As it stands today, the stock market is dominated by telecoms and banking. Out of 82 listed companies in Iraq, 21 are private banks, and this is an example of where FMG sees opportunity. It says profit before tax was up 29 per cent CAGR between 2007 and 2012 in the banking sector, yet quality banks trade between 1 to 1.5 times book value. Only 15 per cent of Iraqis have bank accounts, giving room for growth, and in a largely state-dominated sector (Rashid Bank and Rafidan Bank, the biggest, are both state-owned), the private banks are starting from a low base of just 10 per cent of the industry’s assets. FMG highlights Mansour Bank as an example of a good opportunity, having improved net income 115 per cent last year.

Although local investors account for 90 per cent of the modest daily volume on Iraq’s bourse, the market has received greater international attention ever since the listing of Asiacell last year, the largest company to be floated in the Middle East since 2008. That company now has 11m subscribers and offers a 5.5 per cent yield, but is on a trailing P/E of just 7.7 times.

The argument against investment is that the political situation may get worse before it gets better: a parliamentary election is due, and unrest is unlikely to ease ahead of it. The level of violence that has characterised the start of the year is the worst the country has seen since 2008.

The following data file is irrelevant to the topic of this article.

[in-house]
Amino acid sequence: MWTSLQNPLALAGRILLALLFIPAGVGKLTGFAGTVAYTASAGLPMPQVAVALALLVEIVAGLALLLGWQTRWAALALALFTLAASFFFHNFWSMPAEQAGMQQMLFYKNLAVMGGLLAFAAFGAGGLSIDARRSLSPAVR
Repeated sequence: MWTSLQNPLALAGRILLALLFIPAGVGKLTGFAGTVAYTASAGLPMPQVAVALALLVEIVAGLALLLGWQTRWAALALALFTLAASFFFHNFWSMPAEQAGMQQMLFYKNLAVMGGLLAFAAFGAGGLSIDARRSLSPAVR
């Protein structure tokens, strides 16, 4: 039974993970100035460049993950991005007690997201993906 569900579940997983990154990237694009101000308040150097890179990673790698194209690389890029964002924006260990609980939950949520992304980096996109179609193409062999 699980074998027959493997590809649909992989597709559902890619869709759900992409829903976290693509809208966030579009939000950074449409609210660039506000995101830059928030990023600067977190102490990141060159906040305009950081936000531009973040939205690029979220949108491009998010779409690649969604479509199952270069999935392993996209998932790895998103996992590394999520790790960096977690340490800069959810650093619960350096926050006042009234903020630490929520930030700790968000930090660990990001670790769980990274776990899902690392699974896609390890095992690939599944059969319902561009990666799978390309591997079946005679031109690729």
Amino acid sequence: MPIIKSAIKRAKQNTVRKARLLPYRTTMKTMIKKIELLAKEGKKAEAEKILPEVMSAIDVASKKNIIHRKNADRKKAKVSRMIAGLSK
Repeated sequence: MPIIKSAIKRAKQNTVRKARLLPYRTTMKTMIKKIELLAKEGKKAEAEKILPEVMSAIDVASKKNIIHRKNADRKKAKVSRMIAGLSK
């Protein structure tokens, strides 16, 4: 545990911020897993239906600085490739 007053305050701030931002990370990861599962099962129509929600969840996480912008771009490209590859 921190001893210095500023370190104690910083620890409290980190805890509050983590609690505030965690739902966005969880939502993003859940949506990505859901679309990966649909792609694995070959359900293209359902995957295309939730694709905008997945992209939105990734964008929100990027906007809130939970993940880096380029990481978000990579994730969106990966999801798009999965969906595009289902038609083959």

Aside from frontier fund managers – the Euphrates Iraq Fund, Invest AD Iraq Opportunity Fund and Sansar Capital’s Frontier Fund being further examples – other financial services businesses are looking closely at Iraq. In October, the FT reported that Citigroup, JP Morgan and Standard Chartered were all planning to open bank branches in Iraq, and in 2011 reported that Morgan Stanley, Goldman Sachs, HSBC, Citi and BNP Paribas were sending bankers to Iraq to pitch for advisory work, underwriting and project finance. HSBC and Morgan Stanley led the Asiacell IPO, while Zain Iraq, which is expected to list this year, appointed Citi, BNP Paribas and National Bank of Kuwait as advisors on the listing several years ago.

The second examines this in more detail:

So we were struck by a new report today on neighbouring Iran with the opening line: “Iran is beyond the final frontier for portfolio investors.”